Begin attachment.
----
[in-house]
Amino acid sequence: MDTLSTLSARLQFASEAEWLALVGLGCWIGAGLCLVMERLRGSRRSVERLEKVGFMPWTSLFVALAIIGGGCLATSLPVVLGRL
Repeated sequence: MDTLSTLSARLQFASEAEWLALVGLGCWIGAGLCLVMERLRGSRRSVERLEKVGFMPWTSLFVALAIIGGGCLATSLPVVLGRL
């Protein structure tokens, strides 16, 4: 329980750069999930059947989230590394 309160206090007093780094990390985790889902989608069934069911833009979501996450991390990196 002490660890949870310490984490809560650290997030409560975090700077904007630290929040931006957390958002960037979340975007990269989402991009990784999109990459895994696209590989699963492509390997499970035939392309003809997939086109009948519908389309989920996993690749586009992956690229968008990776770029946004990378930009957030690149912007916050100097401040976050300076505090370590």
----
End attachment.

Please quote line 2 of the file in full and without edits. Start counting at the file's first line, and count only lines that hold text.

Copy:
Amino acid sequence: MDTLSTLSARLQFASEAEWLALVGLGCWIGAGLCLVMERLRGSRRSVERLEKVGFMPWTSLFVALAIIGGGCLATSLPVVLGRL